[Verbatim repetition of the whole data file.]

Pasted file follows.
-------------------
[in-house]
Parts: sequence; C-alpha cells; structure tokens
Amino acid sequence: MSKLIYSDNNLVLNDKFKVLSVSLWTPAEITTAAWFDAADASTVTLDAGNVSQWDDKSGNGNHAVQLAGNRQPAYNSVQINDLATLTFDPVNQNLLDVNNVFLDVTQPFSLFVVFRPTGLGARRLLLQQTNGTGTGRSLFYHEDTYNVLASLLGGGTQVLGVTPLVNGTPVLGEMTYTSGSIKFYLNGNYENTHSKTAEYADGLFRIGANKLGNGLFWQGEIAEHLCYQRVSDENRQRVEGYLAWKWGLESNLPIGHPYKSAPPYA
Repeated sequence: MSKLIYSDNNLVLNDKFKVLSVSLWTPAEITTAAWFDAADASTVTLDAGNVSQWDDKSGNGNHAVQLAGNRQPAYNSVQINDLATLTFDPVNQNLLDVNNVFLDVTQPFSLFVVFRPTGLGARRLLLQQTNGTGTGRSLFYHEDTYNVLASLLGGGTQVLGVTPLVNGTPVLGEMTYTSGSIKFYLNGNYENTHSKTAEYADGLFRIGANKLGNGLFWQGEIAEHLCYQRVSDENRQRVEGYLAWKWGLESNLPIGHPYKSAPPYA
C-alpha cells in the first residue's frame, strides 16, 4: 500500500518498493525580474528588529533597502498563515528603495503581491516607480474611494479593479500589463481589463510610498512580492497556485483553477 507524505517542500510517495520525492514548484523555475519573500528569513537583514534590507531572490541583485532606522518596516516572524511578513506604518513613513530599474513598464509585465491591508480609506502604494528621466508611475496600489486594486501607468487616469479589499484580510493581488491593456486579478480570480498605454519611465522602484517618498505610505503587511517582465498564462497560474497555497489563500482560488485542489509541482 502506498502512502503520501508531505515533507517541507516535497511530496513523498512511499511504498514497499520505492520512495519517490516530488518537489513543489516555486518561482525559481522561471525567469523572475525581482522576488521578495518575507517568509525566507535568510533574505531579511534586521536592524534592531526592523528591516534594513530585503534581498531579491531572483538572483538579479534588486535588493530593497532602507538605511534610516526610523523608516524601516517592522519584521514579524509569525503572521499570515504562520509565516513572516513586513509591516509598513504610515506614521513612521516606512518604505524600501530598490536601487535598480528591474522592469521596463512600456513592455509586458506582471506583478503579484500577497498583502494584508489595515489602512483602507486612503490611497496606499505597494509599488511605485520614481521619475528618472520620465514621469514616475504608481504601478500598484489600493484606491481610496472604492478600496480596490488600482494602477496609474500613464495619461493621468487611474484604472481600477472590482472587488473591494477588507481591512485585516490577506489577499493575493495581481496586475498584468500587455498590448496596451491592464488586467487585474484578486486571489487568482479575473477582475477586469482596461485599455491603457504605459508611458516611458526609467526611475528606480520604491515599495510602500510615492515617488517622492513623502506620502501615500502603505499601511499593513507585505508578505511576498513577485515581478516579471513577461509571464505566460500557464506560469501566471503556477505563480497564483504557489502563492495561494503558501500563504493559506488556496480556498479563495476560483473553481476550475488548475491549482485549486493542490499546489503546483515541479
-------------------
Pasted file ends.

[in-house]
Parts: sequence; C-alpha cells; structure tokens
Amino acid sequence: MSKLIYSDNNLVLNDKFKVLSVSLWTPAEITTAAWFDAADASTVTLDAGNVSQWDDKSGNGNHAVQLAGNRQPAYNSVQINDLATLTFDPVNQNLLDVNNVFLDVTQPFSLFVVFRPTGLGARRLLLQQTNGTGTGRSLFYHEDTYNVLASLLGGGTQVLGVTPLVNGTPVLGEMTYTSGSIKFYLNGNYENTHSKTAEYADGLFRIGANKLGNGLFWQGEIAEHLCYQRVSDENRQRVEGYLAWKWGLESNLPIGHPYKSAPPYA
Repeated sequence: MSKLIYSDNNLVLNDKFKVLSVSLWTPAEITTAAWFDAADASTVTLDAGNVSQWDDKSGNGNHAVQLAGNRQPAYNSVQINDLATLTFDPVNQNLLDVNNVFLDVTQPFSLFVVFRPTGLGARRLLLQQTNGTGTGRSLFYHEDTYNVLASLLGGGTQVLGVTPLVNGTPVLGEMTYTSGSIKFYLNGNYENTHSKTAEYADGLFRIGANKLGNGLFWQGEIAEHLCYQRVSDENRQRVEGYLAWKWGLESNLPIGHPYKSAPPYA
C-alpha cells in the first residue's frame, strides 16, 4: 500500500518498493525580474528588529533597502498563515528603495503581491516607480474611494479593479500589463481589463510610498512580492497556485483553477 507524505517542500510517495520525492514548484523555475519573500528569513537583514534590507531572490541583485532606522518596516516572524511578513506604518513613513530599474513598464509585465491591508480609506502604494528621466508611475496600489486594486501607468487616469479589499484580510493581488491593456486579478480570480498605454519611465522602484517618498505610505503587511517582465498564462497560474497555497489563500482560488485542489509541482 502506498502512502503520501508531505515533507517541507516535497511530496513523498512511499511504498514497499520505492520512495519517490516530488518537489513543489516555486518561482525559481522561471525567469523572475525581482522576488521578495518575507517568509525566507535568510533574505531579511534586521536592524534592531526592523528591516534594513530585503534581498531579491531572483538572483538579479534588486535588493530593497532602507538605511534610516526610523523608516524601516517592522519584521514579524509569525503572521499570515504562520509565516513572516513586513509591516509598513504610515506614521513612521516606512518604505524600501530598490536601487535598480528591474522592469521596463512600456513592455509586458506582471506583478503579484500577497498583502494584508489595515489602512483602507486612503490611497496606499505597494509599488511605485520614481521619475528618472520620465514621469514616475504608481504601478500598484489600493484606491481610496472604492478600496480596490488600482494602477496609474500613464495619461493621468487611474484604472481600477472590482472587488473591494477588507481591512485585516490577506489577499493575493495581481496586475498584468500587455498590448496596451491592464488586467487585474484578486486571489487568482479575473477582475477586469482596461485599455491603457504605459508611458516611458526609467526611475528606480520604491515599495510602500510615492515617488517622492513623502506620502501615500502603505499601511499593513507585505508578505511576498513577485515581478516579471513577461509571464505566460500557464506560469501566471503556477505563480497564483504557489502563492495561494503558501500563504493559506488556496480556498479563495476560483473553481476550475488548475491549482485549486493542490499546489503546483515541479